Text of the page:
This is not a news blog or an advice blog or any sort of company blog. It's more of an opinion blog.

Tuesday, 25 March 2014

For $100, It's Better to Do 1000 Words than 2500 (or 5000)

Just a quick one this time, before we get back to the dental adventure. Originally, the thought came from a Polish colleague, the currency was PLN and the figures were slightly different:

For 300 zloties, it's better to do 10 pages at 30 zloties per page than 30 pages at 10 per.

So yes, if you hold out and keep quoting higher rates, you will obviously have fewer jobs. (Which is not necessarily true, but let's presume for the time being that it is.) However, that's not necessarily a bad thing.

Why?


  • You'll be less tired and better rested. This will help your perception, avoid slips of attention and QA blunders, help you avoid uninspiring prose where it matters. Chances are you'll also catch more easily and think faster.
  • You'll be happier with your work. This motivation will likely show in your work — and by all means do make sure it does! :)
  • You'll have more time to accept last-minute jobs, emergencies (preferably for a solid urgency surcharge), jobs you like, pro bono (charity) jobs and such like.
  • … Or for blogging, writing articles, attending conferences, watching webinars, reading books. In short, all sorts of CTD, service to the translation community, and even marketing and client acquisition. Overworked and underpaid translators don't have the time and strength to fight for a better fate.
  • … Or for QA (Quality Assurance), which is one of the best — and easiest and cheapest — marketing tools and initiatives available to a translator. One just needs to stop regarding such QA as something along the lines of +10-25% unpaid time but rather see it as an investment in better testimonials, less client loss (and more client retention) and better jobs in the future. It's easier to satisfy and retain the clients you already have attracted than to attract new ones. As far as attracting new ones goes, however, the easiest way is word-of-mouth, i.e. referrals from your already existing (and hopefully talking) happy clients.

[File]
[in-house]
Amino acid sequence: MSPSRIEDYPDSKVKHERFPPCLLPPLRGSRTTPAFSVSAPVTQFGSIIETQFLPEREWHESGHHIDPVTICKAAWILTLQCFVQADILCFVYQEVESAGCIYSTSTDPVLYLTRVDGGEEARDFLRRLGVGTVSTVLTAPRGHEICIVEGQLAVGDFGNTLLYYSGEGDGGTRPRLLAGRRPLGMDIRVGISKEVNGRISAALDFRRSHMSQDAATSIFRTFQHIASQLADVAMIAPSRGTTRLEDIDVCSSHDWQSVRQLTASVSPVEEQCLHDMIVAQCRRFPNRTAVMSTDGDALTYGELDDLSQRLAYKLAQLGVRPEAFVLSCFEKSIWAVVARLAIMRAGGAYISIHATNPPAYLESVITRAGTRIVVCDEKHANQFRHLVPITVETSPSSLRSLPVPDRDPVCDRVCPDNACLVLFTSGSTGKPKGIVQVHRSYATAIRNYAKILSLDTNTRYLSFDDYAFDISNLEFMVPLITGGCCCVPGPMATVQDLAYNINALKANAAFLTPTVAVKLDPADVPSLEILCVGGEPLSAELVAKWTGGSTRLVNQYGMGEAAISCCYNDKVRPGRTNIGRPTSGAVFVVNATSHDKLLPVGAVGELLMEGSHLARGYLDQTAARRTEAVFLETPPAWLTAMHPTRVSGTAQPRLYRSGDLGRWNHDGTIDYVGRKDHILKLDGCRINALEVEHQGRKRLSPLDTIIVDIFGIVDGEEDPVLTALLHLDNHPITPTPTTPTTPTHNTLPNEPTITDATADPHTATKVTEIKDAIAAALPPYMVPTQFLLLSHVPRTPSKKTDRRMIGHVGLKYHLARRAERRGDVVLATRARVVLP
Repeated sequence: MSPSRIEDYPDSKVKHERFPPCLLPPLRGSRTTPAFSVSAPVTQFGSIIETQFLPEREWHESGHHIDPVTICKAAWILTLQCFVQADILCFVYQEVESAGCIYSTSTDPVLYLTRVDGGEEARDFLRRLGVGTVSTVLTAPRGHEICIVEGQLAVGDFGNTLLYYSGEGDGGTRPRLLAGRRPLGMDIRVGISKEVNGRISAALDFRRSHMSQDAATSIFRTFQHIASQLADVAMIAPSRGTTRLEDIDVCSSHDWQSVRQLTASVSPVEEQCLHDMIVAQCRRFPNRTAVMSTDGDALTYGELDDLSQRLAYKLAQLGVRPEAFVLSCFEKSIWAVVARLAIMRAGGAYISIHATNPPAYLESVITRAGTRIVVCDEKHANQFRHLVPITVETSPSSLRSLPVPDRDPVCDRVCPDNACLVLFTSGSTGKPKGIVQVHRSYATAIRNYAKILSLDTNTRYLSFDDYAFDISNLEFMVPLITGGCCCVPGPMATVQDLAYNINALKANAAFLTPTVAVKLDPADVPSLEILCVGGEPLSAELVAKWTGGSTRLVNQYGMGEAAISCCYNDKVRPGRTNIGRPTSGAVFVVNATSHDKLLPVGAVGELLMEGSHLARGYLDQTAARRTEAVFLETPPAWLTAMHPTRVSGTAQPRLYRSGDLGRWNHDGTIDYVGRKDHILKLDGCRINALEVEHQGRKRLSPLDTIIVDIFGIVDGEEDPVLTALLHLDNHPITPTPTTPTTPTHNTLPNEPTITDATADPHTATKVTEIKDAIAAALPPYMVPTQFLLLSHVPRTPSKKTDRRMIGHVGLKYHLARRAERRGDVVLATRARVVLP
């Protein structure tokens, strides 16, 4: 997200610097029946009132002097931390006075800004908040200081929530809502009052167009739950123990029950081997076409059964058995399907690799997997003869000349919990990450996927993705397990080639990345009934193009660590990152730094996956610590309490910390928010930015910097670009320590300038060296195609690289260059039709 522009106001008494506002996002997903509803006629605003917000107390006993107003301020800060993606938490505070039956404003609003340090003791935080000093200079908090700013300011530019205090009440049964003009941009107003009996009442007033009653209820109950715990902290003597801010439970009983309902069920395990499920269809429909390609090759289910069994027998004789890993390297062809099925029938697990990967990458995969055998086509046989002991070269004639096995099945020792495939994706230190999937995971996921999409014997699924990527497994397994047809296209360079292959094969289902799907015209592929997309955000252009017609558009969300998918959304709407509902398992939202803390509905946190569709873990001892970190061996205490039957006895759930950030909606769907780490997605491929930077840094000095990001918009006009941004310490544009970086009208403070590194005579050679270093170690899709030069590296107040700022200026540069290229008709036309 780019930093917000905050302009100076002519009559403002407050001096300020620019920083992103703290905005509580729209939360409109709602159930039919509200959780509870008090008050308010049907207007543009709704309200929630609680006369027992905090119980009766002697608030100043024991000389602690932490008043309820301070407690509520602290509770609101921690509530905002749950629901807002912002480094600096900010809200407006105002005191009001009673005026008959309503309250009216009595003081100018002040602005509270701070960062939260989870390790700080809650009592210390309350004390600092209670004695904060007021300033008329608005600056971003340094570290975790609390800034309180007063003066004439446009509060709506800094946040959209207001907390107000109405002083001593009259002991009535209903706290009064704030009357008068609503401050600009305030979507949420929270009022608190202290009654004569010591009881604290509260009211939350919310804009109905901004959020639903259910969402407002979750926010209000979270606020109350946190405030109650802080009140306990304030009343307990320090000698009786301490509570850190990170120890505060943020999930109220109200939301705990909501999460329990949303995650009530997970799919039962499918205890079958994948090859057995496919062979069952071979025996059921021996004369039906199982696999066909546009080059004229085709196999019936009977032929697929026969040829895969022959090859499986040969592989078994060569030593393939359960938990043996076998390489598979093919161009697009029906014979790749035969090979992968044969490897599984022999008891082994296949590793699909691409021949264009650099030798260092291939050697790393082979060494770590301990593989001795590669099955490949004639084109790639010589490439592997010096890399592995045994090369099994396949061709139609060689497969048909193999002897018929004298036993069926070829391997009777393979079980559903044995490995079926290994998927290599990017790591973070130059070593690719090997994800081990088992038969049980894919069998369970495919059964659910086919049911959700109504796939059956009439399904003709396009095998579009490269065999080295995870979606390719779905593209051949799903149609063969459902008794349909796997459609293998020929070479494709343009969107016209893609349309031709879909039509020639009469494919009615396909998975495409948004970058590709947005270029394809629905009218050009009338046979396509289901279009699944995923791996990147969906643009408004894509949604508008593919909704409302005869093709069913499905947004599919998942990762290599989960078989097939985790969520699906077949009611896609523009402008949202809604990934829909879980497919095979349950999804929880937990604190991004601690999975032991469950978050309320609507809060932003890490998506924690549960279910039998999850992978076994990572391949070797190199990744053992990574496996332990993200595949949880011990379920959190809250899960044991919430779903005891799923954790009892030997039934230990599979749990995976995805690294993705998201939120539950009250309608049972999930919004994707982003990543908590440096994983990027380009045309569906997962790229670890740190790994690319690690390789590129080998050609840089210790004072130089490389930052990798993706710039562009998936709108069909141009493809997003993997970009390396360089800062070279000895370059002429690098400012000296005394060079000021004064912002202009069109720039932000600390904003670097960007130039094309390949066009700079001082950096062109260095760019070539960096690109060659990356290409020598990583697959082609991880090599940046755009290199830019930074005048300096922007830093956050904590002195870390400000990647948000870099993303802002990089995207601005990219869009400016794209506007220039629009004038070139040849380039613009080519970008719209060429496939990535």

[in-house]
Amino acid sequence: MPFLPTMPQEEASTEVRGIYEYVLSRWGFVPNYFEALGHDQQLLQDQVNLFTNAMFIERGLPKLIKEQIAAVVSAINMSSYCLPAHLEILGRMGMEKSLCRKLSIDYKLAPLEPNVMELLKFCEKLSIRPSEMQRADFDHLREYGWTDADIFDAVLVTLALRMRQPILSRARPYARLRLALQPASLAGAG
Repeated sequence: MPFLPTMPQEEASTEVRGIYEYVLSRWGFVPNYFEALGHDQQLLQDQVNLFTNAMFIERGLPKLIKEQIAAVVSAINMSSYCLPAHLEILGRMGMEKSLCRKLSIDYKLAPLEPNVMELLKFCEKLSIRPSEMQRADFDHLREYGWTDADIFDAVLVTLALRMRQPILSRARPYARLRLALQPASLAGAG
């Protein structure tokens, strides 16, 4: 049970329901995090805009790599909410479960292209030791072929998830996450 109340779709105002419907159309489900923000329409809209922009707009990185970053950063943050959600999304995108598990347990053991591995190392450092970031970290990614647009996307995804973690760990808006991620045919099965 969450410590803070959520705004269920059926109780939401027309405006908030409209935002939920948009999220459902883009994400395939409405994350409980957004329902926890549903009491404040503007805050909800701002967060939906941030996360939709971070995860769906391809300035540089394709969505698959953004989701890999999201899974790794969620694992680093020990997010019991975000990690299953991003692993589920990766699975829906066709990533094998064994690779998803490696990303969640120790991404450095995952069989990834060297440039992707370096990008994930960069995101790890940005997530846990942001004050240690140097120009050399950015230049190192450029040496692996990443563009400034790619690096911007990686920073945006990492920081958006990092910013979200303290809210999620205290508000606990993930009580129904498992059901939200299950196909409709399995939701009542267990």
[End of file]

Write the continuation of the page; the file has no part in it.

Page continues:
• Your health will last longer.
  • Your relationships with family members and friends will be better for the added time you can spend cherishing them.

Plus:

  • It's easier to find more work than it is to raise your rates with existing clients at all or dramatically raise them with new clients (especially ones referred to you by your old clients, who probably mentioned the rates you were charging them). It's possible to progress gradually and get out of an undercharging situation, but it's hard to do.

Notwithstanding, I know a translator whose initial strategy was to be cheap — even dirt cheap — and book his calendar full as soon as possible. But he used the opportunity to gain good testimonials and his increasing experience — and accruing testimonials — to get better rates. His goal was not to be in a rut of low rates for a long time just to be neck-deep in jobs.

 To some extent, thus, I suppose this is a subjective matter depending on what fits your personality best, and your goals.

Please consider, though, that if you wish to fill your calendar to the brim as a rookie — or even as a veteran in a pair and field where jobs are more scarce — there are other ways than lowering your prices for normal commercial clients. You can always donate your skills and time to those in the need, those who really need your translations, and the best you can do, but can't pay for them. Chances are the jobs will be more interesting than low-paying commercial jobs. The people you'll work with will likely also be more interesting, engaging and all-round nicer to work with. Even should you want to publicise your work for a marketing advantage, such as referrals, case studies, mentioning your clients on your website and so on — pro bono work has more potential for that sort of thing anyway.

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